Eating Disorders Advocates on the Brink of Historic Legislative Victory

Stars and Stripes flying proudly over Capitol Hill above the steps to the Utah State Capitol, its magnificent renovated colum
Stars and Stripes flying proudly over Capitol Hill above the steps to the Utah State Capitol, its magnificent renovated columns and monumental dome under clear blue desert skies, Salt Lake City, Utah. ProPhoto RGB profile for maximum color fidelity and gamut.

I will never forget the moment when, at age 19, I stood outside of a member of the U.S. Congress' office on Capitol Hill, waiting to enter and talk to him one-on-one about the darkest period in my life. Perhaps you are thinking I should have been entering a psychologists' office instead, but I'd already spent two and a half years in treatment for anorexia. Now, fully recovered and in a new (and frankly, unexpected) role as Miss America 2008, I was ready to speak up for myself and the 30 million women and men struggling for freedom from eating disorders. One in 10 of those who struggle with an eating disorder will never receive care for their illness. Someone dies directly due to complications every 62 minutes. The problem loomed large then and still does today.

When I first lobbied with the Eating Disorders Coalition in 2008 and spoke at a congressional briefing, I was shocked by the lack of understanding regarding the seriousness of eating disorders exhibited by senior members of Congress and some of their top healthcare aides. I was told point blank in a congressman's office that I "... certainly don't look like I had an eating disorder." I saw others pat their bellies and exclaim they "wish they had an eating disorder." Others told my fellow grassroots lobbyists and me that the problem in their district was childhood obesity -- not eating disorders.

This is one of the most dangerous misconceptions surrounding these illnesses: that the two are opposite when if fact they can be two sides of the same coin. Eating disorders, whether anorexia, bulimia, binge eating disorder or some combination of all three derive from deep, underlying emotional and sociological factors, as well as biology, and cannot be diagnosed based on the way an individual looks -- "fat" or "skinny."

After a decade and a half of hard policy work and bi-annual lobby days that brought hundreds of grassroots activists to the Hill, on April 18 the Eating Disorders Coalition will hold another Lobby Day. But this time, it's different. Why? This spring Lobby Day will bring out droves of advocates impassioned by the recent historic progress in eating disorders legislation made in Congress, yearning to see the momentum continue.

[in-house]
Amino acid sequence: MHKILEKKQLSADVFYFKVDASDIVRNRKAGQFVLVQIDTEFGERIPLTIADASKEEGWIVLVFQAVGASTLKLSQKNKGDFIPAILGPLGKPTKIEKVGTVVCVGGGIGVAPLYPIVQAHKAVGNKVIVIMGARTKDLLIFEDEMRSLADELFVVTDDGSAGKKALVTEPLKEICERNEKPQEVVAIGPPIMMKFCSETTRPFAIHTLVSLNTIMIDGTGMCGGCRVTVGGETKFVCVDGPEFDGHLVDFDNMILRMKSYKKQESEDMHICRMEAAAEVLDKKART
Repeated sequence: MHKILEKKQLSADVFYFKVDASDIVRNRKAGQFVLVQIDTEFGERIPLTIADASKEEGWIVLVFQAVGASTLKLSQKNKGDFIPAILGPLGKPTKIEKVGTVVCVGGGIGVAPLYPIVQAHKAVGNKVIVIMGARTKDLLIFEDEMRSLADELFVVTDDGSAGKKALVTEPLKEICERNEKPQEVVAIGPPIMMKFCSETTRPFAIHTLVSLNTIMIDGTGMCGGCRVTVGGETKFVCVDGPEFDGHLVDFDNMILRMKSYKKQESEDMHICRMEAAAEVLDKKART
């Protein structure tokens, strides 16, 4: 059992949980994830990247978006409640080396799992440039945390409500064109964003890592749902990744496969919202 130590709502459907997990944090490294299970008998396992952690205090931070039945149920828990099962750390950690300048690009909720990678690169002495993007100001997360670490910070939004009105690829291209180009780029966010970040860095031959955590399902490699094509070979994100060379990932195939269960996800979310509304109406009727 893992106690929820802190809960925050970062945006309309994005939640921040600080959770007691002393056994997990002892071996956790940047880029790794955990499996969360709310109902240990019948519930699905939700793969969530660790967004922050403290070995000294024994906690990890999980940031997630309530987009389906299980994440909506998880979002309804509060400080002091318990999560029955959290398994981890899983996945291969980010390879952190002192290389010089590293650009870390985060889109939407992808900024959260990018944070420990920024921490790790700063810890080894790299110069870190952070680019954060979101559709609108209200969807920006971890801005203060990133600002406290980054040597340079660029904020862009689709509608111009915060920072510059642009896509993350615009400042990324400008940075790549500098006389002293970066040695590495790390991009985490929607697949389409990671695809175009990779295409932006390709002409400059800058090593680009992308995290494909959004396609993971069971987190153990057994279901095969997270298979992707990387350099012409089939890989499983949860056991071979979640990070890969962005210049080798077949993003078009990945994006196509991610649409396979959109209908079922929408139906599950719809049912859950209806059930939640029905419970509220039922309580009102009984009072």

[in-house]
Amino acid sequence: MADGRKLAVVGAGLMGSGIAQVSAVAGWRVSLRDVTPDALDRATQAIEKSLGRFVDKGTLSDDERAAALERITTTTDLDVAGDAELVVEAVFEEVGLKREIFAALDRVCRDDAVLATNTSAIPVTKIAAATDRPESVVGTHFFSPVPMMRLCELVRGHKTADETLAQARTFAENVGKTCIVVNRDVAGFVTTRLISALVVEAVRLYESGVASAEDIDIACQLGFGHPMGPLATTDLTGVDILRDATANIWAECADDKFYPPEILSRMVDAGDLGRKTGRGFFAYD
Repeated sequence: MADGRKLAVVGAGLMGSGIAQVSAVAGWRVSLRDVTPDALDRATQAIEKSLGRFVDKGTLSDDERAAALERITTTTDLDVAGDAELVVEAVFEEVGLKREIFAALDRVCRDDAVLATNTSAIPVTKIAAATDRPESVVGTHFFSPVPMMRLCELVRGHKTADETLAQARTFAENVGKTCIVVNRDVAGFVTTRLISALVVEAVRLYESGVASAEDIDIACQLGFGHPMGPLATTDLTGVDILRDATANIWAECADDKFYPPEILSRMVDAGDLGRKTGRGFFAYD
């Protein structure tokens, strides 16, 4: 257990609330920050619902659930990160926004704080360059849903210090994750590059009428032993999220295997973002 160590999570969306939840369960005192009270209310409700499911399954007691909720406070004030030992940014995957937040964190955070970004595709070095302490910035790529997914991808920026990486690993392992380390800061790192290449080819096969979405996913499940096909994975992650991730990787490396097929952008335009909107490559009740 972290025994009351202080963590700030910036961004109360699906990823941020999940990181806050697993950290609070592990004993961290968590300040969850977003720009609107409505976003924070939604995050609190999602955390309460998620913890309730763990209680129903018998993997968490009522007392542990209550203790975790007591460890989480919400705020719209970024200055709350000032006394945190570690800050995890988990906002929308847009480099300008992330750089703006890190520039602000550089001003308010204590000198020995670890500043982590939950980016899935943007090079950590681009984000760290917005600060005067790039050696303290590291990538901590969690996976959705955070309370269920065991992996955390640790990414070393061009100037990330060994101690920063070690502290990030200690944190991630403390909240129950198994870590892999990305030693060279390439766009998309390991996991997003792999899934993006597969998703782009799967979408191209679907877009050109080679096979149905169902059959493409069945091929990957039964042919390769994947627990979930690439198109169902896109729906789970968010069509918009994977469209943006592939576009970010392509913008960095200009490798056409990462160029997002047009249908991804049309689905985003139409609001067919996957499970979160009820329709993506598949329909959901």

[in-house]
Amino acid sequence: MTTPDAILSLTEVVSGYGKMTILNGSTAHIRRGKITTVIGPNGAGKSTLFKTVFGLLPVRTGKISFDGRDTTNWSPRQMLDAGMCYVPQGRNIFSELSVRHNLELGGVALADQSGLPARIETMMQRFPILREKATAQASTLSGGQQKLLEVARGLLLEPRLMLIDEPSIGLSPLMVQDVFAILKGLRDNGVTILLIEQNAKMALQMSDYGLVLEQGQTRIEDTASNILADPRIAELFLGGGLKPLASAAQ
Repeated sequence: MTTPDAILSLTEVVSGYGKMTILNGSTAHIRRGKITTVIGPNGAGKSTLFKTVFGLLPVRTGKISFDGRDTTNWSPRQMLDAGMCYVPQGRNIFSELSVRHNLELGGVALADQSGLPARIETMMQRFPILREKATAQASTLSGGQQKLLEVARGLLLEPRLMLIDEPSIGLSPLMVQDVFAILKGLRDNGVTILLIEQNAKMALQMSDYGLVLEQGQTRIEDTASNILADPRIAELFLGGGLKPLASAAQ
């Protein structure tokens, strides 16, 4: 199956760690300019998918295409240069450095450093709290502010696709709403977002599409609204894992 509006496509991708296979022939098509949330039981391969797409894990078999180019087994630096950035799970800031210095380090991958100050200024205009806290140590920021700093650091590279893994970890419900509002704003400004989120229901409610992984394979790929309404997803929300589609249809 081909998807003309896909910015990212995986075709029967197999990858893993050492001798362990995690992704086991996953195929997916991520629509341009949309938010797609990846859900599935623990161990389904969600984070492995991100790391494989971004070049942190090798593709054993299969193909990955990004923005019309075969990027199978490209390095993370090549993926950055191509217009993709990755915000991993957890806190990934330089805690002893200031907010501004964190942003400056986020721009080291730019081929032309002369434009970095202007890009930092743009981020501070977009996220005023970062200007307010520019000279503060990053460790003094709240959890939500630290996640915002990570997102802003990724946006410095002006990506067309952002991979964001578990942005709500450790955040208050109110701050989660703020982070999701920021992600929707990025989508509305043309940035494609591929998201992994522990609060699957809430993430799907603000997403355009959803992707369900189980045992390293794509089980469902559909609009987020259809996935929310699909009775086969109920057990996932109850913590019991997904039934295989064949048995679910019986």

Provisions from the Anna Westin Act of 2015 have made it in to the Senate Mental Health Reform Act of 2016, which is receiving widespread bipartisan support. Senators Amy Klobuchar and Kelly Ayotte have worked tirelessly to move the legislation forward and mobilize other members of Congress to see the value in providing early identification training for health professionals, resources and public service announcements, and clarification of existing mental health parity law to improve health insurance coverage for the full spectrum of care for a life-threatening eating disorder. The Anna Westin Act, named for a 21-year-old Minnesota woman who died after battling anorexia for five years, is sponsored by legislators from diverse regions and ideological backgrounds, including South Carolina Senator Lindsey Graham, California Congresswoman Grace Napolitano, Alaska Senator Lisa Murkwoski, and New York Senator Kirsten Gillibrand.

The energy and momentum behind this legislation is beyond encouraging for many eating disorder advocates, who have for years invested time, energy and precious resources striving to educate their legislators, their stories often falling on deaf ears. With this news, they are celebrating with authentic hope for the first time in a long time. The conversation about mental health, which includes eating disorders, is finally coming into maturity and as it does, so are opportunities for real change that can save lives.

On Monday April 18, hundreds of lobbyists will gather again on Capitol Hill to talk to lawmakers about how their lives have been impacted by an eating disorder. They will tell stories of loved ones lost. They will talk of how insurance denied them care. They will talk about how public school health curriculum and a lack of attention to severely disordered eating and exercise behavior almost destroyed their lives. These aren't paid lobbyists. Like me, they are just people, with stories, but now with hope.

I first lobbied as an advocate for eating disorders legislation eight years ago, and so much change has already occurred since then. But we need to let our legislators know that the Anna Westin Act and the Senate Mental Health Reform Act need to be passed - lives are on the line. Eating disorders are a public health priority. This wave of change gaining speed cannot continue if our legislators do not hear from us. Will you please reach out to your congressperson? My fellow advocates and I know that telling stories in legislators' offices works, but so do phone calls, tweets and emails. I urge you to not let this historic moment pass you by: bravery does not always look like a monumental act. Sometimes, it's just picking up your smartphone.